The judges will be the editors of World Literature Today magazine, and the winners — in both prose and poetry categories — will each take $200.
This year’s participating writers, according to IPAF organizers, range in age from 26 to 40 and come from six different countries: Oman, Sudan, UAE, Iraq, Saudi Arabia, and Palestine.
“How do I kill the light in mine?”
“Shajar al-Dur was the wife of a 13th century Ayyubid sultan based in Cairo. When he died unexpectedly, she pretended he was still alive, presided over the defeat of the 7th Crusade, and then had herself named Sultana. But no Top 10 singles, sadly.”
“What I like best is the poem about the spiny-tailed lizard, called a dabb. He tells it as an animal parable, because this is an animal that’s admired for its toughness. It’s very hard to kill it. Even if you put it in a cooking pot, it keeps on swimming in the boiling water.”
“But the broom grows skinnier by the day, just like her.”
“In this wonderful debut collection, Peter Twal impersonates himself: the gifted American poet in his best suit in the gala of originality.”
“‘Velvet’ begins with Hawwa crossing a narrow street, entering a narrower alley, and turning into countless others. As she passes through the alleys she knows by heart, she ruminates on her family and her frequent trips to the seamstress’s house where she works and has found refuge from the harshness of the refugee camp.”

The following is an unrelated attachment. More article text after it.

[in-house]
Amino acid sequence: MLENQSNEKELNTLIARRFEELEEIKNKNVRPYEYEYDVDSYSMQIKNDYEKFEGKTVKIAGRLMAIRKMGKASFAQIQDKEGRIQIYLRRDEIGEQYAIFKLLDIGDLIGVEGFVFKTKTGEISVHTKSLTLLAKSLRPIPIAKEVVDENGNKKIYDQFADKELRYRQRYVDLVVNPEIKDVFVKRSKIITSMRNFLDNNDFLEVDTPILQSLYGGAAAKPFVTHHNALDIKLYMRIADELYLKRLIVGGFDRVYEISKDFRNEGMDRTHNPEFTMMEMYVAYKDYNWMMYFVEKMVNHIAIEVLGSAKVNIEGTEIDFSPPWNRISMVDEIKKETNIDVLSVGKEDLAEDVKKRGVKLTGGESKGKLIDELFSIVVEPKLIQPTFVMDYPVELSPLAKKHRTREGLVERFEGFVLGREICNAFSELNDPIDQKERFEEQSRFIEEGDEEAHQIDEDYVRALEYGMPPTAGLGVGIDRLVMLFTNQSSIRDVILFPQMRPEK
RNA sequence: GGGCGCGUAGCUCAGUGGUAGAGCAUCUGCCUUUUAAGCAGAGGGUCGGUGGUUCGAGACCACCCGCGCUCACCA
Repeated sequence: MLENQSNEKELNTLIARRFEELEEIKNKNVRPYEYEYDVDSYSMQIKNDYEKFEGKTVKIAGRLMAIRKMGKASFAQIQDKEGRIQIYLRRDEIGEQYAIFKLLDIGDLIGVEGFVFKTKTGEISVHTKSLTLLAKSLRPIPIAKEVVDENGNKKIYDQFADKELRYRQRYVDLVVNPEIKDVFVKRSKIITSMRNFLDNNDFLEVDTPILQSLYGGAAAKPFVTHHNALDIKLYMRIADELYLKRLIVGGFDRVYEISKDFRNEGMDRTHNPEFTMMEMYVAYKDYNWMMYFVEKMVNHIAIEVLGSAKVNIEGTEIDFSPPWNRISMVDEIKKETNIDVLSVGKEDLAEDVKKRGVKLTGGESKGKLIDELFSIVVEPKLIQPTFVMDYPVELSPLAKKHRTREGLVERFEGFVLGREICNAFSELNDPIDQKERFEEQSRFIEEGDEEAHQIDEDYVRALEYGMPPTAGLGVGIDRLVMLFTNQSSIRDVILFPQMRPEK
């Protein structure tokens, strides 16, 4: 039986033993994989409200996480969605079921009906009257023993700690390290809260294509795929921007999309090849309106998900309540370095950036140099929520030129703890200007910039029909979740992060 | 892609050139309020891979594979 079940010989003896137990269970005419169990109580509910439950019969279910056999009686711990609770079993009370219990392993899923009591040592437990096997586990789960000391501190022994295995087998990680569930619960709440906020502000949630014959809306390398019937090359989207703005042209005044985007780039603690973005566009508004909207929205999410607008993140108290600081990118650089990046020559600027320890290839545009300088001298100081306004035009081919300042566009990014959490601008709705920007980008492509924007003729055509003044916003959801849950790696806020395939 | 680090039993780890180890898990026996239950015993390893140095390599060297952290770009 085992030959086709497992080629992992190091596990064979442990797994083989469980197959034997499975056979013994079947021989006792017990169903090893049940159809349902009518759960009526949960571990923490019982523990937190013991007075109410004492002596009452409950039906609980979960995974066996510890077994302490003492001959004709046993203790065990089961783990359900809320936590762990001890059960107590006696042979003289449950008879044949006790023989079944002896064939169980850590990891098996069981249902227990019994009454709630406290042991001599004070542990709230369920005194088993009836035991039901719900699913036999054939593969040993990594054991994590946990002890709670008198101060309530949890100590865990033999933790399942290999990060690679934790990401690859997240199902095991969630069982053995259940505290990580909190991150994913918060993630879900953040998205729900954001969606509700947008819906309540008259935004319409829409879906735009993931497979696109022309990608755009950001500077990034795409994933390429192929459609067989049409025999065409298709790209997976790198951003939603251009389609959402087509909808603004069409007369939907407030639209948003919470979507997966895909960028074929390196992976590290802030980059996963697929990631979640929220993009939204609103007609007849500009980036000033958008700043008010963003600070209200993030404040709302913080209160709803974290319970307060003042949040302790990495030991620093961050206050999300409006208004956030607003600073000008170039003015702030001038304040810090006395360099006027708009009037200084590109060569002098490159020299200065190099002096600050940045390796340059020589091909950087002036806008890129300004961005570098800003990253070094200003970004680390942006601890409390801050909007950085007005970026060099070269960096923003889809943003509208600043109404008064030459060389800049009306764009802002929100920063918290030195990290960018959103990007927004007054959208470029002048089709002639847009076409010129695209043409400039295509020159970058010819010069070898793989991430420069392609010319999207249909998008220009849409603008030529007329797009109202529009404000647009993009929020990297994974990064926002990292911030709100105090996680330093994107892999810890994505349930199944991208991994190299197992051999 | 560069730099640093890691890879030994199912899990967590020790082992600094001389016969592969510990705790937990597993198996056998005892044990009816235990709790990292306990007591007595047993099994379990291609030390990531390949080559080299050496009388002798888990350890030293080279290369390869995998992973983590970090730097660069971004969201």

If we allow ourselves to peel off assumptions, biases, “moral lessons,” the sins of ideology, and the lie of the triumph of good and truth over evil and injustice, we will be surprised by the turn of the narrative.
The prize he helped fund, and which is named for him, is now in its twenty-second year, and will be announced later today.
“Until December 25th, we are inviting you to send us plays that tell these global stories and open our eyes to the queer world in all its breadth and variety. They can be any length, from any period, and with any number of characters, and must be in, or translated into, English.”
All the longlisted stories will appear in the anthology “ID: New Short Fiction from Africa,” scheduled for release in July 2018.